What Happened to the #KONY2012 Campaign?
A year ago last March, Invisible Children, a nonprofit activist group from California, launched the most viral social media campaign of all-time. They made a half-hour video about Lord’s Resistance Army leader Joseph Kony that reached over 100 million people in 6 days, making Kony — one of the world’s most-wanted criminals — instantly famous. After the video went viral, it received a ton of immediate backlash until eventually the attention started to fade. The Viral Media Lab was covering the spread of this video as it was happening and we created a repository for articles from every perspective.
The viral activity of the Kony video also created a debate about clicktivism vs activism (some were calling it slacktivism) and whether or not the video did anything more than create awareness (and is creating awareness enough?). The video raised the very important question of how to handle viral media that moves fast, sweeping the ‘net before we have time to properly process and research the information we’ve received (we’re a global community with a still-developing global brain). This is a question we can start to address a year later, after the initial sweep of the video, and the subsequent aftermath of backlash and controversy. So how does the most viral video of all-time create long-term change? How has the #StopKONY campaign held up and evolved over time, and what have Invisible Children accomplished since the release of their amazingly viral video?
Lucky for us, Mashable did a comprehensive follow-up to their initial Kony campaign coverage (apparently they received a lot of tweet-prodding from so many of Invisible Children’s core followers/free PR team).
from the Mashable article:
“…. were the films’ goals achieved? Yes and no. While Kony is certainly famous, and perhaps can be considered among the most wanted men in the world, he still hasn’t been captured.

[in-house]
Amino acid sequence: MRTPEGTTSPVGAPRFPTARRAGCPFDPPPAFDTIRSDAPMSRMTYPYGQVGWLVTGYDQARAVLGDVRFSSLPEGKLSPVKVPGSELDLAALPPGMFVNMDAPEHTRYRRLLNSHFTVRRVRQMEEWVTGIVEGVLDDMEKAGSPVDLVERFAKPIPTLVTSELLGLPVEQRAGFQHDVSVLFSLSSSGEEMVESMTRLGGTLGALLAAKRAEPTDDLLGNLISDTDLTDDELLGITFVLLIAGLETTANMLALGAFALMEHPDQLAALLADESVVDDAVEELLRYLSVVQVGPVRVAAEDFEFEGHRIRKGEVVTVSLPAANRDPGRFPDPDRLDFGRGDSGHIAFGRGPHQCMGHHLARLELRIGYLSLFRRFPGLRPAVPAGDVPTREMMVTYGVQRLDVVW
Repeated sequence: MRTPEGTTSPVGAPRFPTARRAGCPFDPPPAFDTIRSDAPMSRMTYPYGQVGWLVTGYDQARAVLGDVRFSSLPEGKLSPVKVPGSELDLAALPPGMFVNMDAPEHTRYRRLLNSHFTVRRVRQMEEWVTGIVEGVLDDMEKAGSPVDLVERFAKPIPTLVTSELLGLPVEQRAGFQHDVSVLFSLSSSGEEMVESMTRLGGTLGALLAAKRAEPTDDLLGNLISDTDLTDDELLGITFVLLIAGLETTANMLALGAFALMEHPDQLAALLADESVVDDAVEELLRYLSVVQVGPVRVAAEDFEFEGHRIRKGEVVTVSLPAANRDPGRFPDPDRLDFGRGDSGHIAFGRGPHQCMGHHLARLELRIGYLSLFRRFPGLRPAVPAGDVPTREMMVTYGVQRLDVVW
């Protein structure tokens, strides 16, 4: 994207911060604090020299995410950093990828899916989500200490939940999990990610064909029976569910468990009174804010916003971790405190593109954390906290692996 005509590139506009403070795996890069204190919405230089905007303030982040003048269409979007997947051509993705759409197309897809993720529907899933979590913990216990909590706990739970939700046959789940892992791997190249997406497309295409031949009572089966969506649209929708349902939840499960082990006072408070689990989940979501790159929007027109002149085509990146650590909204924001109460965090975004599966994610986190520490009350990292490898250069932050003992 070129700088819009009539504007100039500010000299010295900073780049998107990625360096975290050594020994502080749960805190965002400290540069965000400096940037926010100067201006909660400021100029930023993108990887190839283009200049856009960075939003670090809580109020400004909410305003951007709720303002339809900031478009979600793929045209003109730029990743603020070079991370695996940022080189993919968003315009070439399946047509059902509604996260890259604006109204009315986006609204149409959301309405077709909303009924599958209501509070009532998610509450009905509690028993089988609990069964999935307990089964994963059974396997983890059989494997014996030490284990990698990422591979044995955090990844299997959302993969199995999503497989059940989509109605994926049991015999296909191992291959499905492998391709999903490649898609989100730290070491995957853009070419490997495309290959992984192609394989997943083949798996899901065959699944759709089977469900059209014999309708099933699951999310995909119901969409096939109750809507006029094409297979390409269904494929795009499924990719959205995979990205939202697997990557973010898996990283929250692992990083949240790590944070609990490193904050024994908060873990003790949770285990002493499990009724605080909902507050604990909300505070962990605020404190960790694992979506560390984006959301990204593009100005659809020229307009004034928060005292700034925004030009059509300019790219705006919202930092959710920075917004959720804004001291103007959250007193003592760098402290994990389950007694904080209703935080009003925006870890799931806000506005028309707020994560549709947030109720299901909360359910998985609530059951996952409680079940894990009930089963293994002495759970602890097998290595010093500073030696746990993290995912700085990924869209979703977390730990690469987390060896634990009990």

According to a joint study from Invisible Children and another non-profit Resolve, more high-ranking LRA officials left the group in 2012 than in the previous three years combined. Two high ranking officials, Major General Ceasar Acellam and Lieutenant Colonel Vincent Binansio “Binani” Okumu were removed from the battlefield. LRA killings decreased 67% from 2011 to 2012. What’s more, 51 civilians were killed by the LRA in 2012, compared to 154 in 2011 and 706 in 2010. While these numbers may not sound too significant, the U.N. estimates that 400,000 people have been forced to relocate, fleeing LRA activities.
Read the entire Mashable article here for a full IC progress report.
& Invisible Children posted this video with an update 5 months ago:
IC released another stirringly well-edited new video on March 6 to fill us in on what they’ve been up to and what they’ve accomplished over the past year (the video has only received a little over 75,000 views in 3 months):
Fast Co.Exist pulled this important quote from the video’s narrator:
“Joseph Kony became the most wanted man in the world. People got on board by the millions. But because the story spread so quickly and there were so many voices, the message got confusing. But our voice and our mission never changed.”